ORANGE - The Orange Board of Selectman unanimously voted to postpone revaluation data until Oct. 1 2006, avoiding a potentially crippling property tax increase for residents.

Revaluation data shows that real residential property value has increased by 65 percent on average, while assessments of commercial property show just a 25 percent increase. At a time when residents are on the threshold of a costly winter for home-heating, a hike in property taxes would have only added to that burden.

"This is good for the people at this time," said First Selectman James Zeoli. "But by doing this it offsets the revaluation."

In putting off the revaluation implementation, the board of selectman is hoping that residential values will decrease, and commercial and industrial values will increase.

Selectman Mitchell Goldblatt sad he hopes the gap between commercial and residential property values will decrease. He said that one way of doing that would be to build a stronger commercial and industrial tax base.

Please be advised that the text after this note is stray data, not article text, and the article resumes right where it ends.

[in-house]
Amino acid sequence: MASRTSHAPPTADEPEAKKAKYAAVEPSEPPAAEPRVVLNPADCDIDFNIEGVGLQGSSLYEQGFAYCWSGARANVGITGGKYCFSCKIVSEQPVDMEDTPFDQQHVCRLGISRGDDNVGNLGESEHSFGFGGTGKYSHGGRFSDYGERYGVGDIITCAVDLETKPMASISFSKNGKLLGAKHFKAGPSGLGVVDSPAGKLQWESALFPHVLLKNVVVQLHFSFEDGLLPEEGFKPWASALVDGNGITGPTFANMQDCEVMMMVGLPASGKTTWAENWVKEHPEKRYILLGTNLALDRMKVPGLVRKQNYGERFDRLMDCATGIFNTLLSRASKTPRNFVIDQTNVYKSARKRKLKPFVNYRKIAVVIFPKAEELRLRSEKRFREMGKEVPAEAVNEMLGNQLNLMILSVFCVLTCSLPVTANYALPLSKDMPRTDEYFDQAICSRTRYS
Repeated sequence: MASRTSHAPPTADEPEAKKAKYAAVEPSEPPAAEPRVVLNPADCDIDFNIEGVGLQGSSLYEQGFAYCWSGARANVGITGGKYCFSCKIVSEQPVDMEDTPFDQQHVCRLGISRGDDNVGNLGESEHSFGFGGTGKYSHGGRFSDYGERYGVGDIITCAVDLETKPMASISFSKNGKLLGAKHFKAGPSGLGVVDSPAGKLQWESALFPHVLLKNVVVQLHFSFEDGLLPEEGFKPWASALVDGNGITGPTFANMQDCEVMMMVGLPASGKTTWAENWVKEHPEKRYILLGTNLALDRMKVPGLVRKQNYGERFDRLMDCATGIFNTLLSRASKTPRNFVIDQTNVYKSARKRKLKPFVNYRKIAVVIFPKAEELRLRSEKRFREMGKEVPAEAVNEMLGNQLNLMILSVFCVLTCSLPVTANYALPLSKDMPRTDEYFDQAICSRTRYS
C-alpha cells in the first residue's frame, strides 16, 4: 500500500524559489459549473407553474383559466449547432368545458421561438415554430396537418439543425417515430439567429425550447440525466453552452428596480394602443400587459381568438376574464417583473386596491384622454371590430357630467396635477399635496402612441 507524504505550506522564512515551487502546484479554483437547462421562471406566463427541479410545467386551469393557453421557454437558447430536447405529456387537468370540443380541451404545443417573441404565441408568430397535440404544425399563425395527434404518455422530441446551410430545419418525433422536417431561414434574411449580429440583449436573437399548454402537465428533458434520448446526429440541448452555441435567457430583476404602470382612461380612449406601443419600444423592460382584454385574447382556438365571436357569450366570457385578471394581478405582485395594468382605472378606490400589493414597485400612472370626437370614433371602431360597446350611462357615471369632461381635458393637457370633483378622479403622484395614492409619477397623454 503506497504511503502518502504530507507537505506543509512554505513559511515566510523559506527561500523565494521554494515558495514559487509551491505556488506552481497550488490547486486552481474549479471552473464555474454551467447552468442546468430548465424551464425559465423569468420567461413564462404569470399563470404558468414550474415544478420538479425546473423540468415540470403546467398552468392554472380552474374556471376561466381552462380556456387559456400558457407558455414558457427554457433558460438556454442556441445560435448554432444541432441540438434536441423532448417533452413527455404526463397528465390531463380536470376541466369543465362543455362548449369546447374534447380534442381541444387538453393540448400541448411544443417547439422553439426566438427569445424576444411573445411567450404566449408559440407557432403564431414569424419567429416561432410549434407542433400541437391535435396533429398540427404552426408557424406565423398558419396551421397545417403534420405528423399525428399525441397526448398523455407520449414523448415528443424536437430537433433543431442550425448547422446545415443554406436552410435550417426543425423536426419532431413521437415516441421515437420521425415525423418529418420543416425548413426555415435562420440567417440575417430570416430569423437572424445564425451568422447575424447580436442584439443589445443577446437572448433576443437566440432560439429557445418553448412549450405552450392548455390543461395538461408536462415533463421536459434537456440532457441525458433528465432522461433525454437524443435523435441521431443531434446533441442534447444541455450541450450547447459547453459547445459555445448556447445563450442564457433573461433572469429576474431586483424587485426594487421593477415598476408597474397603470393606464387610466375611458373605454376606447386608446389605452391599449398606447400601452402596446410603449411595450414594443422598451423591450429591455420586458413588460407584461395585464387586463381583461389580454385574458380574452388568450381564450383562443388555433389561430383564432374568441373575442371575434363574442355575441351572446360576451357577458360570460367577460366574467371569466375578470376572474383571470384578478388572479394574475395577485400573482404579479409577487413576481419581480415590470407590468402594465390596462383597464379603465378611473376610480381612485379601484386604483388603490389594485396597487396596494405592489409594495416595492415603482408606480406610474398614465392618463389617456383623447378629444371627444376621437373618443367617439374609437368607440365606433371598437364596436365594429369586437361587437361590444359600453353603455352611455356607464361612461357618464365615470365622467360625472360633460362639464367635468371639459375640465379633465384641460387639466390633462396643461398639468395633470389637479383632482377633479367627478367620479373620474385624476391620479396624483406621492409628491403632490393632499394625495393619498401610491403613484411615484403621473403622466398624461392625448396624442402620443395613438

"One year is not going to ease the entire thing, but at least this year people's taxes will be based on a normal budget process," Goldblatt said.

Connecticut state law says that municipalities must do a revaluation every five years. However, municipalities are granted the option of taking zero, one or two years to defer the findings. According to the Connecticut Conference of Municipalities, 37 have opted to delay revaluations.

A Newbury, Mass. firm, JF Ryan and Associates, did the revaluation work for the town beginning in September 2004 at a cost of $144,000.

The Federal Reserve in 2006 is expected to raise interest rates, a move that traditionally drives home values down.

"It certainly appears that residential property values have started to level off," said former First Selectman Robert Sousa, speaking as a member of the public, at the meeting. "If that continues, there might be a savings for the tax payers. If we give it a year, residential values will level off."

Data prepared by the selectmen indicate that residential property values overall jumped from just under $900 million in 2004, to nearly $1.5 billion in 2005, while commercial real estate only rose from $360 million to $440 million in that same one-year span.

"I agree with postponing the revaluation," said Grannis Road resident Bob Annacelli. "It will give seniors and those on a fixed income a break."